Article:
• Blood agents
  • Choking agents (phosgene)
  • Riot-control agents

Reports estimate Pyongyang has 12 chemical facilities where raw chemicals, precursors, and agents are produced, as well as 6 major storage depots for chemical weapons.[10]

North Korean Biological Weapons Capabilities

Evidence of North Korea’s biological weapons is the most elusive of its weapons of mass destruction (WMD). In 1997, US intelligence reported that North Korea had the technology and infrastructure to build a limited biological weapons program; this threat assessment has not since evolved to indicate an active biological weapons program.[11] North Korea is a signatory of the Biological Weapons Convention (BWC).

Biological agents that North Korea may be in possession of: [12]

  • Bacillus anthracis (Anthrax)
  • Clostridium botulinum (Botulism)
  • Vibrio cholerae (Cholera)
  • Bunyaviridae hantavirus (Korean Hemorrhagic Fever)
  • Yersinia pestis (Plague)
  • Variola (Smallpox)
  • Salmonella typhi (Typhoid Fever)
  • Coquillettidia fuscopennata (Yellow Fever)
  • Shigella (Dysentery)
  • Brucella (Brucellosis)
  • Staphylococcus aureus (Staph)
  • Rickettsia prowazekii (Typhus Fever)
  • T-2 mycotoxin (Alimentary Toxic Aleukia)

Reports indicate that 3 biological weapons productions (somewhere along the coast of Sohae, Chongju, and Munchon) and 6 biological weapons research facilities have been identified (locations for the latter not confirmed).[13]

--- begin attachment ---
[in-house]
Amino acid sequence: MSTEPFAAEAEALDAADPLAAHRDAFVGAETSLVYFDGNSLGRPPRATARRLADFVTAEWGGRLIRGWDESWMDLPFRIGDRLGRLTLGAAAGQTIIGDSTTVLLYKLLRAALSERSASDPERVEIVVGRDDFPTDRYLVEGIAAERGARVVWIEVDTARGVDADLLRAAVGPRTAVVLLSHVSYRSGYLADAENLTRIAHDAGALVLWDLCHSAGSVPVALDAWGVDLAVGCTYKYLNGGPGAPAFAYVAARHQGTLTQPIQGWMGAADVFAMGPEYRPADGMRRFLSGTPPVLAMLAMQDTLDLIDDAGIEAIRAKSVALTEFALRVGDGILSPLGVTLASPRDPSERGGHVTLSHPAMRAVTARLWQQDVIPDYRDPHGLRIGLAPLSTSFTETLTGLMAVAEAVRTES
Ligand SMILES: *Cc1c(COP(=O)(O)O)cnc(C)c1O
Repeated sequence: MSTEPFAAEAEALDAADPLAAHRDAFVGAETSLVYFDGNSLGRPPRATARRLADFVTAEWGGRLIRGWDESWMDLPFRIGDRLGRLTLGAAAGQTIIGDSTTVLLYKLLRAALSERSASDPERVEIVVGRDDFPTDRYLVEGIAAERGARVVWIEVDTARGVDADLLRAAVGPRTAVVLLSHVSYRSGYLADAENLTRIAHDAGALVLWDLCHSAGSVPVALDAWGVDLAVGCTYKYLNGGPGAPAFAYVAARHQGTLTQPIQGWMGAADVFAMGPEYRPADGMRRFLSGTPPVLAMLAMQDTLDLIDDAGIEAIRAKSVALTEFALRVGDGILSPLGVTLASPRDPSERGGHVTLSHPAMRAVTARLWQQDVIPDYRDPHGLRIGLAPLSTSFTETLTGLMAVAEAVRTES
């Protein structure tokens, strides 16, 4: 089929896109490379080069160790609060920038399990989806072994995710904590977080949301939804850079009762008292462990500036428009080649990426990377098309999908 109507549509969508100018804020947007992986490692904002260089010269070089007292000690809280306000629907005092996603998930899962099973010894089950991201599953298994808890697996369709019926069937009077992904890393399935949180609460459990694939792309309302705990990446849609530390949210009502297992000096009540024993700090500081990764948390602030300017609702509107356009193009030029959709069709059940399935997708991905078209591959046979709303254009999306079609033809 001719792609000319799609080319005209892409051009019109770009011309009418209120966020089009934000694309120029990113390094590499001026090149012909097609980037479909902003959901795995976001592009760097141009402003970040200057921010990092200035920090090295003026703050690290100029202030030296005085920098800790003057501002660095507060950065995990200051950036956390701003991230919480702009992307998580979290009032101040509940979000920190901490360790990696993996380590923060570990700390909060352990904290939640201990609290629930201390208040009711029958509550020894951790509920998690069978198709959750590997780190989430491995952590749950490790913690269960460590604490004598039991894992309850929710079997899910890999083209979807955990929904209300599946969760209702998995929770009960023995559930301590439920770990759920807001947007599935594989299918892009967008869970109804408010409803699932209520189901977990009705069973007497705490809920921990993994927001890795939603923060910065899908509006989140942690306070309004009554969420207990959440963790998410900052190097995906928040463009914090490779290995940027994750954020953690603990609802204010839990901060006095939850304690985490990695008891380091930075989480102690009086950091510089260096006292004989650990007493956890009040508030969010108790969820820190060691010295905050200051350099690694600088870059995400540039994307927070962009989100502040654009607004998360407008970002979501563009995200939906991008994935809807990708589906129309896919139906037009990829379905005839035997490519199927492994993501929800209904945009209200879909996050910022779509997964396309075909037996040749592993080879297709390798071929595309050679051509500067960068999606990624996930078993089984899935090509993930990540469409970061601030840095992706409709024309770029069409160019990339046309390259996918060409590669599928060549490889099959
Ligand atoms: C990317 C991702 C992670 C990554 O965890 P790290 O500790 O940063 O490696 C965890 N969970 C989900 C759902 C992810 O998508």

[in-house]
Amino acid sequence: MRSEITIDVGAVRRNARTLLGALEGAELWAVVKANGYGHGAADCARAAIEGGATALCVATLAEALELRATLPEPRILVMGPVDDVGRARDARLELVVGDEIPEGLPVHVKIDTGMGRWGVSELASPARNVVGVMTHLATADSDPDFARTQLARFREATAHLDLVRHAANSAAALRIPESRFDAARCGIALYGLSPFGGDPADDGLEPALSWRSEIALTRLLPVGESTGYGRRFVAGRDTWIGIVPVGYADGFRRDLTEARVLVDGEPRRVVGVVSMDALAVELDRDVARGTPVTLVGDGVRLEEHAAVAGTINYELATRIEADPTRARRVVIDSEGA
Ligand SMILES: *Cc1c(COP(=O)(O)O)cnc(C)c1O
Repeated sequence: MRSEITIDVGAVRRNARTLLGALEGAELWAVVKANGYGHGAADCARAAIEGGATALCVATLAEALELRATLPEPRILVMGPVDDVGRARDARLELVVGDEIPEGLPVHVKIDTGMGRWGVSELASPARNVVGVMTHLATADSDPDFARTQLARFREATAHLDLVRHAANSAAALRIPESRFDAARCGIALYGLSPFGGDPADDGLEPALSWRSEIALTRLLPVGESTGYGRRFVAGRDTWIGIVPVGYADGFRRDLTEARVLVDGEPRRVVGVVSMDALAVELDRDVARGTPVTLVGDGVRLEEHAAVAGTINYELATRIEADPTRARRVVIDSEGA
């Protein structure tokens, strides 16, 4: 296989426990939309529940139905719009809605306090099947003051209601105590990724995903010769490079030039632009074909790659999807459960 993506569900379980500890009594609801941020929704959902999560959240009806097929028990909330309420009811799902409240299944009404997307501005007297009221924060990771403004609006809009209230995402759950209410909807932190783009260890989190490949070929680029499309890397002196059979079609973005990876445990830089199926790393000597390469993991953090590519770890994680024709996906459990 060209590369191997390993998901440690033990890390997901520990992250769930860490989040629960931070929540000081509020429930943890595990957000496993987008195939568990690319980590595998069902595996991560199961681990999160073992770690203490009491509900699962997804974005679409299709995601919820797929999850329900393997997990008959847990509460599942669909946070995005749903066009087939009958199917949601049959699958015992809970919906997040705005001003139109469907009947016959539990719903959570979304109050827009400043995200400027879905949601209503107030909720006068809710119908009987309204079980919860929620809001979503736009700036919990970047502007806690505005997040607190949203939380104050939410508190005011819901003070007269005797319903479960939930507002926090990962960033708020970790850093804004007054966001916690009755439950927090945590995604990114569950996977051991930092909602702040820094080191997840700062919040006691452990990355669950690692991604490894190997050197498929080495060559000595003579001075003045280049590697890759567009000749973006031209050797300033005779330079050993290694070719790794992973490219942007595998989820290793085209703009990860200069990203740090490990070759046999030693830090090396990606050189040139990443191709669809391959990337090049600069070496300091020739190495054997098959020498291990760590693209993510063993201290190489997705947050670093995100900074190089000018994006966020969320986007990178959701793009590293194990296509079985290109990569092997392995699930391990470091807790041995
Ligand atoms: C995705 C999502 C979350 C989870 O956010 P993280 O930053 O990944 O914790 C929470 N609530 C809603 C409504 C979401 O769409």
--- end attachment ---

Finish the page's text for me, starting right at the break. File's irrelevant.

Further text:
[1] Josh Smith, “Burden Back on Diplomats as Trump and Kim Fail to Reach North Korea…,” Reuters, February 28, 2019, accessed February 28, 2019,

[2] North, “North Korea’s Punggye-ri Nuclear Test Site: Current Status and Future Inspections | 38 North: Informed Analysis of North Korea,” 38 North, December 12, 2018, , accessed March 21, 2019,

[3] “A Nuclear North Korea,” RAND Corporation, accessed March 21, 2019,

[4] Eleanor Albert, “What’s the Status of North Korea’s Nuclear Program?” Council on Foreign Relations, last modified June 6, 2018, accessed February 28, 2019,

[5] William J. Broad and David E. Sanger, “The Rare, Potent Fuel Powering North Korea’s Weapons,” The New York Times, September 17, 2017, accessed February 28, 2019,

[6] David E. Sanger and Choe Sang-hun, “North Korean Nuclear Test Draws U.S. Warning of ‘Massive Military Response’,” The New York Times, September 03, 2017, , accessed March 21, 2019,

[7] “Fact Sheets & Briefs,” The Chemical Weapons Convention (CWC) at a Glance, , accessed March 09, 2019,

[8] Matthew Pennington, “US Determines North Korea Used Chemical Weapons,” AP News, March 02, 2018, , accessed March 09, 2019,

[9] “North Korea,” Nuclear Threat Initiative – Ten Years of Building a Safer World, , accessed March 09, 2019, and John V. Parachini, “North Korea’s Chemical and Biological Weapons Capabilities-and How to Counter Them,” RAND Corporation, January 17, 2018, , accessed March 21, 2019,

[10] “North Korea,” Nuclear Threat Initiative – Ten Years of Building a Safer World, , accessed March 09, 2019,

[11] Jessica Lee, Richard Sokolsky, and Frank Jannuzi, “Why We Should Be Skeptical About Recent Reports on North Korea’s Biological Weapons Programs | 38 North: Informed Analysis of North Korea,” 38 North, January 30, 2019, , accessed March 09, 2019,

[12] Elizabeth Philipp, Hyung-Kyung Kim, and Hattie Chung, “North Korea’s Biological Weapons Program: The Known and Unknown,” Belfer Center for Science and International Affairs, October 2017, , accessed March 21, 2019,

[13] Ibid.